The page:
Goodbye to the Science Fair

When I started my current position one of the projects being worked on was a redesign of the district science fair. It seemed everyone was frustrated with the status quo- a collection of cardboard tri-folds and volcano models. Not much had changed in decades, and no one felt it was a good example of what our kids are capable of. An emphasis seemed to be placed on quantity over quality. I joined the team and we all started coming up with ideas of what an engaging science fair could look like. We took a field trip to the Google Science Fair in Mountain View, CA. It was amazing. It was what we want our kids to do.

To get rid of the cardboard tri-folds we need to change the mindset, so we started with the name.  Everyone knew what to do for the “old” science fair: the same thing they did last year and the year before. So the Science Fair became the Science and Engineering Expo. No one knew what to do- they had never heard of one! Including us. We needed to figure this out. We would have a number of “events.” The science exploration event would consist of individuals or teams of students (depending on age) presenting their science exploration, similar to what we saw in Mountain View. Kids would submit a digital presentation rather than the traditional cardboard product. They would then bring artifacts of their project, and present to judges and whoever else happened to be there to watch.

We built the day around 4 sessions, each with up to 10 presentations. The young scientists would come in and set up their work in a relaxed, casual atmosphere, and deliver their presentations to judges and whoever else happened by and was interested. Each student repeated their presentation 3 or 4 times, each time to a different audience. Then, after an hour or so, those students would pack up and the next group would come in. It was fun to watch the students revise and improve their presentations with each retelling. Even in their final presentation they were refining their learning. It was amazing.

In addition to the science presentations, we had a Minecraft challenge, our first ever Vex Robotics demonstration, and even a paper airplane competition. One of the comprehensive high schools sent a student video crew to record the day. It was fun to see these kids interact with the competitors. Just like the world of work! And another school had their CTE kids use a laser cutter to make awesome awards!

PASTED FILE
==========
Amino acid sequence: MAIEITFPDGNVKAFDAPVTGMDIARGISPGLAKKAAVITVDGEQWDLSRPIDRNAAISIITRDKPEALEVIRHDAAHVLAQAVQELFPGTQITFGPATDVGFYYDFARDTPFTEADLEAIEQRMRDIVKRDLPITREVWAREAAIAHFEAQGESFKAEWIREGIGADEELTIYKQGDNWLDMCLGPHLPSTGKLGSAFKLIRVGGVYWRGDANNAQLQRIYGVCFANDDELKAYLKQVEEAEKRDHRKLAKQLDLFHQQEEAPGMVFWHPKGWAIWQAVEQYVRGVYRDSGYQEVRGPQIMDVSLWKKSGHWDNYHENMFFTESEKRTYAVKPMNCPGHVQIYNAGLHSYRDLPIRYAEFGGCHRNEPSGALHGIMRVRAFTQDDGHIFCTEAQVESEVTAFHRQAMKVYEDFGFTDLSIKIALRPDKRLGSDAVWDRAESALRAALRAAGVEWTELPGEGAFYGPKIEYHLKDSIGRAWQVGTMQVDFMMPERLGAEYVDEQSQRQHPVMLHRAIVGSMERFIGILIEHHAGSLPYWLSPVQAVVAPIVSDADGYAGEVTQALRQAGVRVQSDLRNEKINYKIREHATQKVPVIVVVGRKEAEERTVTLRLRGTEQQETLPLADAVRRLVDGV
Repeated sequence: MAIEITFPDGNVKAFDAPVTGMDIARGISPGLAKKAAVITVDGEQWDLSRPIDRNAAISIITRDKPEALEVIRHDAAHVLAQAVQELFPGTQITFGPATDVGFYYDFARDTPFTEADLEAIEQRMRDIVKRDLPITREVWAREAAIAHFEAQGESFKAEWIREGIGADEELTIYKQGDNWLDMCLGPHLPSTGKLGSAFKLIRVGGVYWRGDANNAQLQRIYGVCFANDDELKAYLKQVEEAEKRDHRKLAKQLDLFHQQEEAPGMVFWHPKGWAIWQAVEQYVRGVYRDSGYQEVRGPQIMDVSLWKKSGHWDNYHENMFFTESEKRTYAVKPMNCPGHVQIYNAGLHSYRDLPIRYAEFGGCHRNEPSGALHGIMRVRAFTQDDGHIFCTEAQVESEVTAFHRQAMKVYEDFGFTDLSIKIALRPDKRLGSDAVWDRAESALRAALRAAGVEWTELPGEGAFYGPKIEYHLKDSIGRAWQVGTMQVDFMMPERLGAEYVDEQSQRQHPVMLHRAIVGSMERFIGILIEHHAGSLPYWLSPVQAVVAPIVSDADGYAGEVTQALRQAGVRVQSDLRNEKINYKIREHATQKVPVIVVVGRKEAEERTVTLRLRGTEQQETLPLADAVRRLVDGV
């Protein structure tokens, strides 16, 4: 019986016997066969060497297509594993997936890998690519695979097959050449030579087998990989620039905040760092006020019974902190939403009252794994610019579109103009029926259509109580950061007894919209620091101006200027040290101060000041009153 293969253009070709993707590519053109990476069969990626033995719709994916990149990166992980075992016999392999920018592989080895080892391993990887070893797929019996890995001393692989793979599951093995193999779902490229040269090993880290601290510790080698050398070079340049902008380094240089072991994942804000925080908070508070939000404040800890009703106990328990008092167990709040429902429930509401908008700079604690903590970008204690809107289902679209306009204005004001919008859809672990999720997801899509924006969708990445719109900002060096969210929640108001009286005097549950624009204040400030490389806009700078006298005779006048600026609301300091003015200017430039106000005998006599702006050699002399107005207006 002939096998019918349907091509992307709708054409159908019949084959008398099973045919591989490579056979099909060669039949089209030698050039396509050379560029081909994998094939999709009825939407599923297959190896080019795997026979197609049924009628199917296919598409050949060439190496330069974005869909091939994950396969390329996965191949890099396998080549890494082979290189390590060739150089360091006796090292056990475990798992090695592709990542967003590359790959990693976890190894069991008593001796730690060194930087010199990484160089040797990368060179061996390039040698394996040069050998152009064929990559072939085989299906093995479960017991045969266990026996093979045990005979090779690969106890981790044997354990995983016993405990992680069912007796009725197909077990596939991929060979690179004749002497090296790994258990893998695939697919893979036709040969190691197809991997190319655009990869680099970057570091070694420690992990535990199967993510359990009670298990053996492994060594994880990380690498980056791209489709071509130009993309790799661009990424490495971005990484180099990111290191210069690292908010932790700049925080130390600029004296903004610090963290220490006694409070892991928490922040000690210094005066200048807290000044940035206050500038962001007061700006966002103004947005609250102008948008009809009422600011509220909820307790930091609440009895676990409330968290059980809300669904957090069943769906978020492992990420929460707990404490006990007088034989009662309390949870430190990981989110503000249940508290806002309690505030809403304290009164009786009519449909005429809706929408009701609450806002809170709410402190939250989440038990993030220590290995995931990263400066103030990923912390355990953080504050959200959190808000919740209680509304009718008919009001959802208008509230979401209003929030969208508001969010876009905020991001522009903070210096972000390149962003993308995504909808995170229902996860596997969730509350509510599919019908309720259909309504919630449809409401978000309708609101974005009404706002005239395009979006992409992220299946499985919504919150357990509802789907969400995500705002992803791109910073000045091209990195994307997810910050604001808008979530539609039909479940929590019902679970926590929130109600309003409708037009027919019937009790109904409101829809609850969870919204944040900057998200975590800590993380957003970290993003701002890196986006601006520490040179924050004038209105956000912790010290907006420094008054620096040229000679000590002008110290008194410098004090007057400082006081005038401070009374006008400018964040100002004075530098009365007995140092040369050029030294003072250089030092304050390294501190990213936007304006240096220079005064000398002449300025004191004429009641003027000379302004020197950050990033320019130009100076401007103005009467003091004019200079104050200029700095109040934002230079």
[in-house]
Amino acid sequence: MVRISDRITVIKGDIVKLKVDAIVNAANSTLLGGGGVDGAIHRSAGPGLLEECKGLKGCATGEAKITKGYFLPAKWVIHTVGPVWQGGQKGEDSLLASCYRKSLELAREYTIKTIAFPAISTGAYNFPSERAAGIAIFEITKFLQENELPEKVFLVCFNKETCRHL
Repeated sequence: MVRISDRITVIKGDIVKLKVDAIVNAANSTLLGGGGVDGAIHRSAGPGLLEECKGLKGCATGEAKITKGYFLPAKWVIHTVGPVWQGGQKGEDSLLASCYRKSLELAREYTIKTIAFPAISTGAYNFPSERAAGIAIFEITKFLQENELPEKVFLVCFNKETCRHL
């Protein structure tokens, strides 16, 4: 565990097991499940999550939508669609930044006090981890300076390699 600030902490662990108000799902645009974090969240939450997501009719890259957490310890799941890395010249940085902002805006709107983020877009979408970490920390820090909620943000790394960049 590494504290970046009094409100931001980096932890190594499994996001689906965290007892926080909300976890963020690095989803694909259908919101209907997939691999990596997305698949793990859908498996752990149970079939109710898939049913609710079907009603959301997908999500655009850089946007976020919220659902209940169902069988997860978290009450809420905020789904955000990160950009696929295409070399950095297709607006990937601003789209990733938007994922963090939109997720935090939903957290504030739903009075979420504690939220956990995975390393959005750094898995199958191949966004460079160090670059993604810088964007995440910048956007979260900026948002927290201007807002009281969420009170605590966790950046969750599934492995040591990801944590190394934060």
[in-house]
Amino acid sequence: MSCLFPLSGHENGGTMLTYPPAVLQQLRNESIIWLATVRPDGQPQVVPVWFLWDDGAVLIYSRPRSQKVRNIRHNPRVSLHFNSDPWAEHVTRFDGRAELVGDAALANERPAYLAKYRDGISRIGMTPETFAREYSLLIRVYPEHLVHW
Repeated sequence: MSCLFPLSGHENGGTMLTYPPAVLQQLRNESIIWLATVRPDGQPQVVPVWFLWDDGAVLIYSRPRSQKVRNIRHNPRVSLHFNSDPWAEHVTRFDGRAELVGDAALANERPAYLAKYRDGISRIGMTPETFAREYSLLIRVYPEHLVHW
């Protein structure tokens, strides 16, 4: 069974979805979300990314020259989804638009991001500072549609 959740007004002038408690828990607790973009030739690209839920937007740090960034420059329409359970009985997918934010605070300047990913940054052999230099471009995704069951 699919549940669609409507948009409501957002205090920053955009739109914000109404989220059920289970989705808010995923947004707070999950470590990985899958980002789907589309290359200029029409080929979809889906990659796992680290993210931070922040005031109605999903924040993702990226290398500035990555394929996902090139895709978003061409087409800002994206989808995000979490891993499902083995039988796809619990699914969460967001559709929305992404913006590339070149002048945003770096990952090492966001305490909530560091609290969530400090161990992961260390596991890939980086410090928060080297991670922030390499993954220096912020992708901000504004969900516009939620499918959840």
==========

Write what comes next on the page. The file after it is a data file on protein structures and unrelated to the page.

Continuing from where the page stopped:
It was a huge success. The kids were amazing. The projects were wonderful. There was only one cardboard trifold, and it disappeared quickly!  Kids talked about their learning, and it was genuine learning, not memorized stuff, or stuff copied from a book! Mission accomplished! In the words of one of the judges, “This was amazing. It was a science teacher’s dream. I am so glad I participated!” Or the words of one of the younger scientists “This is the best day in my whole life!” OK, she is only 8, but still.

*Featured image Goodbye 261/365 by  Dennis SkleySome rights reserved

Lets Make a Conference Team

I go to a lot of conferences. Maybe not as many as some people I know, but certainly more than most teachers. It is important to me that I get out of my school and district and see what other people are doing. I need to talk to other teachers to understand the challenges they are facing and how they are overcoming those challenges. It helps me in identifying and overcoming the challenges I face in my own classroom. I do try to manage the conferences so that I am not out of the classroom more than I really need to be. This means a lot of workshops and conferences on weekends and breaks, on my own time.

Some of the conferences are paid for by my district, some I pay for, and still others are paid for in trade for my services presenting at the conference. My biggest expenditure for this PD is my time. I invest a lot of time, and I want that time to be used effectively. I often wonder after attending a conference if my time would have been better spent not presenting, but by paying for my conference registration and attending all of the sessions in which I was interested. I usually am left wondering if my presentation was effective. I sometimes receive feedback from session evaluations. The feedback occasionally is timely, but it is rarely useful.